When Secretary of State Matt Schultz attempted to purge voters from the rolls in advance of the November 2012 election, a county judge temporarily blocked the move, finding that the rules issued by Schultz created fear and uncertainty and could deter legitimate voters. But that risk of voter suppression hasn’t stopped Schultz from proposing a new slightly tweaked rule to remove registered voters in the name of alleged voter fraud.
The rule would allow Schultz’s office to challenge the legitimacy of registered voters who are listed as noncitizens in the Department of Transportation database. Citing a DOT list of some 3,000 registered voters labeled noncitizens, Schultz said, “I have to do something. I can’t just sit back and do nothing when we know people are taking advantage of the system.”
But Schultz’s testimony just last month before the Senate Judiciary Committee shows that he doesn’t know people are taking advantage of the system. When probed by Senate Majority Whip Dick Durbin (D-IL) for evidence of voter fraud, Schultz cited just six arrests — not convictions — out of 1.6 million votes cast. And this was after a special agent was designated to specifically target voter fraud.
As for the list of 3,000 people, that claim was easily dismissed by the Mexican American Legal Defense Fund’s Nina Perales during the same hearing:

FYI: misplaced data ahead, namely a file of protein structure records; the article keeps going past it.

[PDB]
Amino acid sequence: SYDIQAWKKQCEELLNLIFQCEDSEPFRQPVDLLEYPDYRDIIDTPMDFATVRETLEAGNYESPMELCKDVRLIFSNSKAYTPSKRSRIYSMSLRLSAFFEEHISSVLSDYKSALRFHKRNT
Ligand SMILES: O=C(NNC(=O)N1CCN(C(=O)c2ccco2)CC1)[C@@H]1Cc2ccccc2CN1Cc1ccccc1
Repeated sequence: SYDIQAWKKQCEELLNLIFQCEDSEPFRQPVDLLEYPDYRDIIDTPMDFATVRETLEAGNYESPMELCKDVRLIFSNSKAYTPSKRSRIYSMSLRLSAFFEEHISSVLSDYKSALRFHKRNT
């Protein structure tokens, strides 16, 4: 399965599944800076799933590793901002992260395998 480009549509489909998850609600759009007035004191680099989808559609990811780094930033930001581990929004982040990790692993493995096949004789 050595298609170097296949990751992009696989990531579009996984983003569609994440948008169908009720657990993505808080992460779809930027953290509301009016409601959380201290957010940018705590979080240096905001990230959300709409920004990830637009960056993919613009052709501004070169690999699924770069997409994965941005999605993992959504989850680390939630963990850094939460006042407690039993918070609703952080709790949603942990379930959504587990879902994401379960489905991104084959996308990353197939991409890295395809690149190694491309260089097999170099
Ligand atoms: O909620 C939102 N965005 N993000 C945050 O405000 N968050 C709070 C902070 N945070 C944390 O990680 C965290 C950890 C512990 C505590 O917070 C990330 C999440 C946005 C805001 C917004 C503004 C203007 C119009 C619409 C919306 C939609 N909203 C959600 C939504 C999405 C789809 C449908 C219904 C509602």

Secretary Schultz … said he had identified 3,500 noncitizens using the driver’s license rolls. He did not. He identified 3,500 people who were noncitizens at the time that they obtained their driver’s licenses. And we know that since that time and before they registered to vote, the overwhelming majority and perhaps all of them have become naturalized citizens. So at this point, anyone who undertakes to accuse people of non-citizenship based on driver’s licenses should be on notice that this is not correct and should not be done. It’s fundamentally unfair.
Attempts to prove voter fraud nationwide have fallen similarly short, with less than 20 instances of fraud charges offered in most states. Florida GOP officials have even publicly admitted voter suppression was the goal of that state’s aggressive and inaccurate purge.
The American Civil Liberties Union and other groups are also arguing that Schultz cannot implement a purge without going through the state legislature. The ruling that blocked Schultz’s last attempt said that, at the very least, Schultz should have gone through the proper rulemaking procedure that allows for public input instead of going forward on his own. Schultz is now going through that procedure, but the court could still hold this process insufficient.